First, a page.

7)  The problem might be due to Microsoft's FindFast indexer which comes with Office 97 and installs itself in the Startup folder. Usually FindFast has an update interval of two hours and when it starts indexing there is a general slowdown of the system as it works in the background. It also searches drive A: and hence may cause "puka" sounds. A quick fix is to disable FindFast.

8)  One of the most common is that the floppy drive is in the path Windows searches when it's looking for a file to open or save. When there's no
floppy in the drive, the drive heads seeks several times (and you hear "puka puka puka...") until Windows realises there's nothing there to read, and gives up.

The path is usually set in your AUTOEXEC.BAT file. There are several ways of seeing (and editing) what's in Autoexec, but the one that works on all versions of Windows is to open Notepad, then use File/Open to open the AUTOEXEC.BAT, usually located in the C:\ directory. In Autoexec, you'll usually see a Path statement. This tells Windows where to look for files and in what order.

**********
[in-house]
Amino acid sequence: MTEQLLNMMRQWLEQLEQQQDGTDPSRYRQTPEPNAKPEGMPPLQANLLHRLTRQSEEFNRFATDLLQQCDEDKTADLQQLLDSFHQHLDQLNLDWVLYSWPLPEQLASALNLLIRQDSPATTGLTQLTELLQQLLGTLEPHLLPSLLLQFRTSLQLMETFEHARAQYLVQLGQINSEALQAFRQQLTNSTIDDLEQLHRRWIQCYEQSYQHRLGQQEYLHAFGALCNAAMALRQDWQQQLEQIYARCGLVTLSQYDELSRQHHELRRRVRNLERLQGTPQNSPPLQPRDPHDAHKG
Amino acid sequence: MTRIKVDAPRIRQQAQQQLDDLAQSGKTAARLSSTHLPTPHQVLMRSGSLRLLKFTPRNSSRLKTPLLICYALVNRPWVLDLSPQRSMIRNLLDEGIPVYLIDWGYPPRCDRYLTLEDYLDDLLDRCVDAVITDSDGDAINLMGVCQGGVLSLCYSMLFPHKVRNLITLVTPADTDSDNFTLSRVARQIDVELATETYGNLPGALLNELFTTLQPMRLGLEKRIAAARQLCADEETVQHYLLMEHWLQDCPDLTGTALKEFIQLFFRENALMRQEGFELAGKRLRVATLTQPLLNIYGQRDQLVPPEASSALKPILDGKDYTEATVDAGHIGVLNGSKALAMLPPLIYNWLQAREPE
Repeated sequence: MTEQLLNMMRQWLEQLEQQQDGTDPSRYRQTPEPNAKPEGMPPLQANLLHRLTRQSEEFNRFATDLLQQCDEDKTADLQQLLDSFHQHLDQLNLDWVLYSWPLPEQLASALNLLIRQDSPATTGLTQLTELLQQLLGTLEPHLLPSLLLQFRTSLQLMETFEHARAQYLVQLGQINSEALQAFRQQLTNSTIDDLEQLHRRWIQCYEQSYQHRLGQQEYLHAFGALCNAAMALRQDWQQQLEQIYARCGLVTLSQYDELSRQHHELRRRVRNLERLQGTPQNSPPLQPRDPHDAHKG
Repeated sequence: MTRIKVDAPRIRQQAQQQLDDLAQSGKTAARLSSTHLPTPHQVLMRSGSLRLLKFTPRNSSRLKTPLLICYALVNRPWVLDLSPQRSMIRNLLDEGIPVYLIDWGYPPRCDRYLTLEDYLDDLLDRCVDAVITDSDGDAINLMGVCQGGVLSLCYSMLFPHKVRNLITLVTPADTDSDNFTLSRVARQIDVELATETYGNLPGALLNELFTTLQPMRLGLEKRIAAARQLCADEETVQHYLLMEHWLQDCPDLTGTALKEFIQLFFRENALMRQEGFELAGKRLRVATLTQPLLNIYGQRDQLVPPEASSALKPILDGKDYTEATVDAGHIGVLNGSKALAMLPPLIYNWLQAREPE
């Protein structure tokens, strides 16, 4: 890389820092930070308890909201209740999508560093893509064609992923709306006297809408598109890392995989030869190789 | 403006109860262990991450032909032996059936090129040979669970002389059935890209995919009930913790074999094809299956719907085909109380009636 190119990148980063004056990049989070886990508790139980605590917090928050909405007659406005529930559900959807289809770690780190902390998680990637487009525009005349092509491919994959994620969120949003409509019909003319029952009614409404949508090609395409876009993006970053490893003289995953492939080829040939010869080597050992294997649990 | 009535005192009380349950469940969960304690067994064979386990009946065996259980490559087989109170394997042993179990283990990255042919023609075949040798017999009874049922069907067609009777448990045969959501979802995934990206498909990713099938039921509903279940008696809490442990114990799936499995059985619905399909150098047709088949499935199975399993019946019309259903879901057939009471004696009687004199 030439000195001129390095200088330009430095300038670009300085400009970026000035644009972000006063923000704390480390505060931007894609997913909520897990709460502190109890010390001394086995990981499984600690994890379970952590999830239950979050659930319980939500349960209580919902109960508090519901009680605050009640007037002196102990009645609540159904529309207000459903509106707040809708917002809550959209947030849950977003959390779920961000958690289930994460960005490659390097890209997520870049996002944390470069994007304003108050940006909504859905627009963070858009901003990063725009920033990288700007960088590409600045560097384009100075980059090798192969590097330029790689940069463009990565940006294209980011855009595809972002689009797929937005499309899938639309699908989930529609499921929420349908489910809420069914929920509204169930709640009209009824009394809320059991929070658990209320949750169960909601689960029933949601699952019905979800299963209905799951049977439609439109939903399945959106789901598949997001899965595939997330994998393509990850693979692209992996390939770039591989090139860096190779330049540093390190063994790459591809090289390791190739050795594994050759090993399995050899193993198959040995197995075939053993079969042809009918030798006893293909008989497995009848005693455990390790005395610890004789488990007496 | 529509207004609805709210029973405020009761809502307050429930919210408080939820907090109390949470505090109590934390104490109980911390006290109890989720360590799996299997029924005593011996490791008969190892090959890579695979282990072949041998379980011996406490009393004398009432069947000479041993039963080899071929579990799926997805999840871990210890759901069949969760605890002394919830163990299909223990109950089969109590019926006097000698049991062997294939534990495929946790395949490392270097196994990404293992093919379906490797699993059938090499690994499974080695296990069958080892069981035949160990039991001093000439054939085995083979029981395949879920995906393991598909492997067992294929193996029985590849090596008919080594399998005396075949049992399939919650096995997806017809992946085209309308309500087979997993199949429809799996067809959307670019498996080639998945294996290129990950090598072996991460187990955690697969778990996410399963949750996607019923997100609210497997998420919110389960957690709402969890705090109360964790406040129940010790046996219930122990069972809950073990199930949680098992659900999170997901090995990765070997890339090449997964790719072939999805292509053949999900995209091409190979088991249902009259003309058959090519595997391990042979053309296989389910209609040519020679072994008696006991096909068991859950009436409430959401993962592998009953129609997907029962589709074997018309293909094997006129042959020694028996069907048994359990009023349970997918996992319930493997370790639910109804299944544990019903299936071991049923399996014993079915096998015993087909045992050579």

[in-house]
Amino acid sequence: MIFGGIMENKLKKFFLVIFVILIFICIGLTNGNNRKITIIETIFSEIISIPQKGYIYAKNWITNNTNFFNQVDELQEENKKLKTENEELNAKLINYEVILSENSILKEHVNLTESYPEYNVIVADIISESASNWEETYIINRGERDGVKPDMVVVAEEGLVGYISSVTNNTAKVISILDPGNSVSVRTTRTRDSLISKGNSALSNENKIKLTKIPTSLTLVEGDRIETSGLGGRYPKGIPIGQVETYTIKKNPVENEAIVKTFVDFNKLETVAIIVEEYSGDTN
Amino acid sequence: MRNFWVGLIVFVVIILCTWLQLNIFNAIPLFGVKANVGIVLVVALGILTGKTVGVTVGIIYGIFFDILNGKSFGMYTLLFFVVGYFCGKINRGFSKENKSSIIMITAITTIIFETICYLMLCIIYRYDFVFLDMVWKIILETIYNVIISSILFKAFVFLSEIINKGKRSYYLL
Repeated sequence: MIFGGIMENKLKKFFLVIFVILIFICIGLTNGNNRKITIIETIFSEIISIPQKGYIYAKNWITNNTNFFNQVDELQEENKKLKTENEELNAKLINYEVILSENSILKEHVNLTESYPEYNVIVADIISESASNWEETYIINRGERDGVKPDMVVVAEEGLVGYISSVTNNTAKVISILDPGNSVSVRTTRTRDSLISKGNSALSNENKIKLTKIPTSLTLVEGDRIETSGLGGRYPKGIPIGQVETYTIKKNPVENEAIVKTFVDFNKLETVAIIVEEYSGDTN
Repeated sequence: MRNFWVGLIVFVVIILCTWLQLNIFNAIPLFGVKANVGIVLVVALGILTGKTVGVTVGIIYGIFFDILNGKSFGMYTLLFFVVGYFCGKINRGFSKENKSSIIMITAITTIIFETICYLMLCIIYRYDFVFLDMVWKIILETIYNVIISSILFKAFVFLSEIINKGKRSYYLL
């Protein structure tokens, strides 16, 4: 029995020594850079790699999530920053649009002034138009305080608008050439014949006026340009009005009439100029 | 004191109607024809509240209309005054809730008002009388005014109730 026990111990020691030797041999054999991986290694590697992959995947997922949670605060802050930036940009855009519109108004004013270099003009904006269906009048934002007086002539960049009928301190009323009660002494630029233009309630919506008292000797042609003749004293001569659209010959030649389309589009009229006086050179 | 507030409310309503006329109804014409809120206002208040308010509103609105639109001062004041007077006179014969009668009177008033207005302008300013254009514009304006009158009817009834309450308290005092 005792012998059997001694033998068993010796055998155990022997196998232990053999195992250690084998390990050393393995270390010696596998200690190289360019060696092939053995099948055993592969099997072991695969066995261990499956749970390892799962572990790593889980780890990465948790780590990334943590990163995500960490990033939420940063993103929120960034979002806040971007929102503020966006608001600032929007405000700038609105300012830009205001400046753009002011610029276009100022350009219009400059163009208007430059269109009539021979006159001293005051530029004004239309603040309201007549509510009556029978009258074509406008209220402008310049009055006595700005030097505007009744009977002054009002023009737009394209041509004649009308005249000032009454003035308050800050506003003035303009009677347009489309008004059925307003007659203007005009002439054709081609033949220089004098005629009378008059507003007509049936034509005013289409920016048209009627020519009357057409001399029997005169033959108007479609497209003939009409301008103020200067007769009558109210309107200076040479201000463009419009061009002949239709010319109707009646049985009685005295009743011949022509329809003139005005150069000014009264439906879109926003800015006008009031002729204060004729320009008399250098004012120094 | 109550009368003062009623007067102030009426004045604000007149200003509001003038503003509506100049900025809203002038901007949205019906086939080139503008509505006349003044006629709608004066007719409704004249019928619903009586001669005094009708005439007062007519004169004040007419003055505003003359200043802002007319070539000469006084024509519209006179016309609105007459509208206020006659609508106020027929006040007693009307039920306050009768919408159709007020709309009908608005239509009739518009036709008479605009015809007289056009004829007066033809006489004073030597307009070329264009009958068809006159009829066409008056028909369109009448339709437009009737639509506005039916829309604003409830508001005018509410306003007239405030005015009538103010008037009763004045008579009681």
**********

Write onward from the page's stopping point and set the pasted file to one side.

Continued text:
For example, PATH = A:\; C:\; C:\WINDOWS;? would instruct Windows to look to retrieve or save files first on the A: drive, then in the root directory of the C: drive, then in the Windows directory on C:, and so on. Generally speaking, a path shouldn't contain any references to any floppy drives because by their nature, they're used for temporary storage and often won't even have a disk in them.

To prevent this, just delete the reference to the floppy. In the above example, the path would read PATH = C:\; C:\WINDOWS;... Reboot after saving
your edit, and you're done.

(If your system doesn't have an AUTOEXEC.BAT, just create a standard text file with Notepad and either save it as or rename it to C:\AUTOEXEC.BAT;
that's all there is to it.)

Sometimes, especially after installing software from a floppy, the A: drive may be temporarily appended to the path, leading to the same effect--but
this goes away after a reboot.


Author Comment

ID: 6233117